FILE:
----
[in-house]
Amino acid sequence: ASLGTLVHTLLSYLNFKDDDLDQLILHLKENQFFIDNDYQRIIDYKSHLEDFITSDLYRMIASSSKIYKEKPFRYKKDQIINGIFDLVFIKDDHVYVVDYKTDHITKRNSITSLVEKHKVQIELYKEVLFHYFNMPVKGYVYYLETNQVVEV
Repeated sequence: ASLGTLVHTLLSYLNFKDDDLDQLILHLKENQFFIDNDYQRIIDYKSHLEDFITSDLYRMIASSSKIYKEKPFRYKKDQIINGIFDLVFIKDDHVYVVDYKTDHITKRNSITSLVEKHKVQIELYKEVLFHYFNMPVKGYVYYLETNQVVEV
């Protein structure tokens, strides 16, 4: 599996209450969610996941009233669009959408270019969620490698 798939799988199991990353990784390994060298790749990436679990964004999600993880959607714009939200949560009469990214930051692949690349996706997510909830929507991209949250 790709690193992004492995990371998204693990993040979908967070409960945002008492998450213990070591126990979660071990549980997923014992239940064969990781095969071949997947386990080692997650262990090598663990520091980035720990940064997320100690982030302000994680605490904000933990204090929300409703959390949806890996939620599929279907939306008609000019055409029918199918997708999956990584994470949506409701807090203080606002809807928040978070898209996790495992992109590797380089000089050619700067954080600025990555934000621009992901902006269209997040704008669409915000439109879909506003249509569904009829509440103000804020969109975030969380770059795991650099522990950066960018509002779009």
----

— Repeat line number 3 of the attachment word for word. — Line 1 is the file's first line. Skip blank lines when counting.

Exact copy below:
Repeated sequence: ASLGTLVHTLLSYLNFKDDDLDQLILHLKENQFFIDNDYQRIIDYKSHLEDFITSDLYRMIASSSKIYKEKPFRYKKDQIINGIFDLVFIKDDHVYVVDYKTDHITKRNSITSLVEKHKVQIELYKEVLFHYFNMPVKGYVYYLETNQVVEV